By Mubarak Dahir
No one likes a nelly homo. Least of all these days, other homos.
That fact is blatantly obvious in our own culture of desire, and I got a jolting reminder of it recently at a local Pride celebration where I live, called Pridefest.
It was a perfect Florida day, sunny and warm without being too hot. There was almost no humidity.
The weather conditions insured that scores of muscled men would turn out, pumped, to show off their own pride.
I parked myself between the concession stands and tents that housed the gay business booths. I stood there sipping a Diet Coke, admiring the sea of flesh and brawn.
I had my focus on a particularly hunky group of hairy, muscle men standing in a gaggle nearby.
I wasn’t the only one marveling at them. They were the stars of the showcase of bare-chested beefcake.
As I stood watching, an effeminate man passed by and, like everyone else assembled on the grounds there, ogled the burly studs.
I figured the he-men should have been flattered. After all, they were showing off for the crowd. But they weren’t pleased at all about this one particular admirer.
“Nelly faggot!” one said loud enough that I could hear him, and certainly so that the passer-by could, too.
“Prissy queen,” smirked another, and the whole group laughed together.
The blatant animosity towards men perceived as sissies is ubiquitous in gay culture.
All you have to do is visit any gay cruising or dating site to find it in abundance.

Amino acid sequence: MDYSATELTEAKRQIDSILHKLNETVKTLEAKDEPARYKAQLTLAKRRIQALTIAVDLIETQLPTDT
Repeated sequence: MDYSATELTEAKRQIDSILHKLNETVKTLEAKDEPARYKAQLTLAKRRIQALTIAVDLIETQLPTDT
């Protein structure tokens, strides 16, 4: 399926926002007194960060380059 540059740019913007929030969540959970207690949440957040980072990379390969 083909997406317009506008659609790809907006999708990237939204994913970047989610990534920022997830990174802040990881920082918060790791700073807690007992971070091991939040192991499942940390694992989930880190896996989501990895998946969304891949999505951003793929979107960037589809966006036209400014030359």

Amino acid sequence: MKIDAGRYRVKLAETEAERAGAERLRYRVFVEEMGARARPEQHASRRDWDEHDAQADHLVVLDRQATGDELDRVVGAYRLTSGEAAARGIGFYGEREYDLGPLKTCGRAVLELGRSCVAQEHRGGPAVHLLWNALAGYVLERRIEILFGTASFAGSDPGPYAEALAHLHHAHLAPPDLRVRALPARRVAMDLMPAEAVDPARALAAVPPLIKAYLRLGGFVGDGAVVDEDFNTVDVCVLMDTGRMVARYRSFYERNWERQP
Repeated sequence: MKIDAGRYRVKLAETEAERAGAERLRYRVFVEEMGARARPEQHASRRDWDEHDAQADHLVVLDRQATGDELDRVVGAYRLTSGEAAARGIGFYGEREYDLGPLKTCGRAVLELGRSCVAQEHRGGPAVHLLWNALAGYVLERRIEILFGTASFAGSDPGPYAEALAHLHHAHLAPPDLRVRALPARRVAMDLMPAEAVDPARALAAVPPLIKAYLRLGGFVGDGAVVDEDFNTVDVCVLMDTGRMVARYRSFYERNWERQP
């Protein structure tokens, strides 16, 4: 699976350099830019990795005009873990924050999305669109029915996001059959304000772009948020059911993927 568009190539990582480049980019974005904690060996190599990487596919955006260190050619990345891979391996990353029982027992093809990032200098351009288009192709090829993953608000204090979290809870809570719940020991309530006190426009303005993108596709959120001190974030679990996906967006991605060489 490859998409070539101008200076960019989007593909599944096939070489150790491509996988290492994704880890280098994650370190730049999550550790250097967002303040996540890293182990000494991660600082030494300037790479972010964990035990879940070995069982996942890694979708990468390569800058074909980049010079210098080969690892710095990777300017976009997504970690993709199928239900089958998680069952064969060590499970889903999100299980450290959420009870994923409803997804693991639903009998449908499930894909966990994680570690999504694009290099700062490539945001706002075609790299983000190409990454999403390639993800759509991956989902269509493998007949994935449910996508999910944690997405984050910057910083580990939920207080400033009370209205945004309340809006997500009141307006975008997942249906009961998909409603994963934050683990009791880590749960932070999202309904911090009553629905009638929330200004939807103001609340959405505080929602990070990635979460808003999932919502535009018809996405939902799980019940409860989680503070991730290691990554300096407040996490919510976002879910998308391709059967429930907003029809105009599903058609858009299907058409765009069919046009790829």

Take, for instance, these real-life examples from the popular gay site, Manhunt:
“MASCULINE GUYS ONLY!” screams one entry.
“No fems,” is a common mantra.
“UB butch or UB gone,” reads another.
“No girl acting guy,” or, “You have a dick, act like a man,” are just a few others in an endless stream of the advertisements singing the praise of “manliness.”
Some of these come with a veiled apology (“just my preference,”) but most are as unabashed as they are callous.
As I scrolled through the list of descriptions for butch, one particularly jumped out at me: “Normal and masculine only.”
Here, quite succinctly and bluntly, the author succeeded in equating masculine to “normal,” suggesting, of course, that if you are a man who doesn’t live up to his standard of masculine, you are not normal.
It hit me that this is exactly what our enemies in the heterosexual world have long done to us, as a way to stereotype us, humiliate us, put us down and demean us. As a way to make us less equal.
Now, they don’t need to anymore. Looks like we’re doing a plenty good job of doing it to ourselves.
I understand the attraction of a manly man.
I run around in the bear and leather crowds, two sub groups famous in the gay world for their almost fetish-like worship of masculinity.
I have had a beard since I was 19, and I go to the gym and aim for the bulging biceps look like so many other gay men. When I go out, I am more likely to wear Wrangler’s than Ralph Lauren. You’re not going to see me in anything that is frilly or shiny or gold lame.